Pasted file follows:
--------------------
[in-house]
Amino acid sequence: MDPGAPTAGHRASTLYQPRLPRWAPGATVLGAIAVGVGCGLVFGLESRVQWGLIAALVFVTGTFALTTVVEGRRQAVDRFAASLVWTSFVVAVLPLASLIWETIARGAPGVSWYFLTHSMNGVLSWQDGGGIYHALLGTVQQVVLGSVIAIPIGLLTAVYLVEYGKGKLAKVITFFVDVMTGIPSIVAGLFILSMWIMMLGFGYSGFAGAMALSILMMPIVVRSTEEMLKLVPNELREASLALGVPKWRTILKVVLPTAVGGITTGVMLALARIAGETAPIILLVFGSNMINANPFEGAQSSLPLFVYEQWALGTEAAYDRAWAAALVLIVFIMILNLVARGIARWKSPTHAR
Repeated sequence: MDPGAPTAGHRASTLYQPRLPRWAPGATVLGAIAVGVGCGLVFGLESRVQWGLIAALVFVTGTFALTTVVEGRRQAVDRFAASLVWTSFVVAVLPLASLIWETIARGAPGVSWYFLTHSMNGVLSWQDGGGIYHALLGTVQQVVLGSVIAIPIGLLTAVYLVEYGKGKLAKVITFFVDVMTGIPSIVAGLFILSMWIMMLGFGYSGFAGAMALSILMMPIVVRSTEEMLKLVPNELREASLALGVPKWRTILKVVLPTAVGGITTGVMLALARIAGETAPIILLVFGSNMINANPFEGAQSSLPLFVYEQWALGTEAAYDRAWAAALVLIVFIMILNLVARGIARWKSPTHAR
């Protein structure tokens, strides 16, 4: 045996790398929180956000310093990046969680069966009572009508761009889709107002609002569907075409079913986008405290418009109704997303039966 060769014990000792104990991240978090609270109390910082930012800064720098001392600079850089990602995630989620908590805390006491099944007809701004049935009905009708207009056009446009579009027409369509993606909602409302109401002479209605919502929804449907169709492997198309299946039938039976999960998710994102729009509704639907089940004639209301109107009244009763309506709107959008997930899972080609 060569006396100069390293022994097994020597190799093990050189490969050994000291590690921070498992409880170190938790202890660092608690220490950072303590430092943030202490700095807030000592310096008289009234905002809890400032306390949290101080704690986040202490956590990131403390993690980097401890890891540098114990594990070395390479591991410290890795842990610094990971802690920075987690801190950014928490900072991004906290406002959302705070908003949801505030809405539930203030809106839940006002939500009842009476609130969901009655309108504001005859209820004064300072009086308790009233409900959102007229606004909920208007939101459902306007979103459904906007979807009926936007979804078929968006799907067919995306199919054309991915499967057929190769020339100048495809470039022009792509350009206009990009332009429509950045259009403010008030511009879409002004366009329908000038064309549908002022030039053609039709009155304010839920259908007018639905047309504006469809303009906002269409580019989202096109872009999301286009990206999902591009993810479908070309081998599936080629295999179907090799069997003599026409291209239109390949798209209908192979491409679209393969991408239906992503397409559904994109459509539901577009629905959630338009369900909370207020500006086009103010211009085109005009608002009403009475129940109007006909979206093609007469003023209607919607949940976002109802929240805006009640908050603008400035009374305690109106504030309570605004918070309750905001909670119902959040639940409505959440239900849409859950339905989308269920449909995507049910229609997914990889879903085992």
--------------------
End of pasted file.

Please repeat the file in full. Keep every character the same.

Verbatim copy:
[in-house]
Amino acid sequence: MDPGAPTAGHRASTLYQPRLPRWAPGATVLGAIAVGVGCGLVFGLESRVQWGLIAALVFVTGTFALTTVVEGRRQAVDRFAASLVWTSFVVAVLPLASLIWETIARGAPGVSWYFLTHSMNGVLSWQDGGGIYHALLGTVQQVVLGSVIAIPIGLLTAVYLVEYGKGKLAKVITFFVDVMTGIPSIVAGLFILSMWIMMLGFGYSGFAGAMALSILMMPIVVRSTEEMLKLVPNELREASLALGVPKWRTILKVVLPTAVGGITTGVMLALARIAGETAPIILLVFGSNMINANPFEGAQSSLPLFVYEQWALGTEAAYDRAWAAALVLIVFIMILNLVARGIARWKSPTHAR
Repeated sequence: MDPGAPTAGHRASTLYQPRLPRWAPGATVLGAIAVGVGCGLVFGLESRVQWGLIAALVFVTGTFALTTVVEGRRQAVDRFAASLVWTSFVVAVLPLASLIWETIARGAPGVSWYFLTHSMNGVLSWQDGGGIYHALLGTVQQVVLGSVIAIPIGLLTAVYLVEYGKGKLAKVITFFVDVMTGIPSIVAGLFILSMWIMMLGFGYSGFAGAMALSILMMPIVVRSTEEMLKLVPNELREASLALGVPKWRTILKVVLPTAVGGITTGVMLALARIAGETAPIILLVFGSNMINANPFEGAQSSLPLFVYEQWALGTEAAYDRAWAAALVLIVFIMILNLVARGIARWKSPTHAR
């Protein structure tokens, strides 16, 4: 045996790398929180956000310093990046969680069966009572009508761009889709107002609002569907075409079913986008405290418009109704997303039966 060769014990000792104990991240978090609270109390910082930012800064720098001392600079850089990602995630989620908590805390006491099944007809701004049935009905009708207009056009446009579009027409369509993606909602409302109401002479209605919502929804449907169709492997198309299946039938039976999960998710994102729009509704639907089940004639209301109107009244009763309506709107959008997930899972080609 060569006396100069390293022994097994020597190799093990050189490969050994000291590690921070498992409880170190938790202890660092608690220490950072303590430092943030202490700095807030000592310096008289009234905002809890400032306390949290101080704690986040202490956590990131403390993690980097401890890891540098114990594990070395390479591991410290890795842990610094990971802690920075987690801190950014928490900072991004906290406002959302705070908003949801505030809405539930203030809106839940006002939500009842009476609130969901009655309108504001005859209820004064300072009086308790009233409900959102007229606004909920208007939101459902306007979103459904906007979807009926936007979804078929968006799907067919995306199919054309991915499967057929190769020339100048495809470039022009792509350009206009990009332009429509950045259009403010008030511009879409002004366009329908000038064309549908002022030039053609039709009155304010839920259908007018639905047309504006469809303009906002269409580019989202096109872009999301286009990206999902591009993810479908070309081998599936080629295999179907090799069997003599026409291209239109390949798209209908192979491409679209393969991408239906992503397409559904994109459509539901577009629905959630338009369900909370207020500006086009103010211009085109005009608002009403009475129940109007006909979206093609007469003023209607919607949940976002109802929240805006009640908050603008400035009374305690109106504030309570605004918070309750905001909670119902959040639940409505959440239900849409859950339905989308269920449909995507049910229609997914990889879903085992």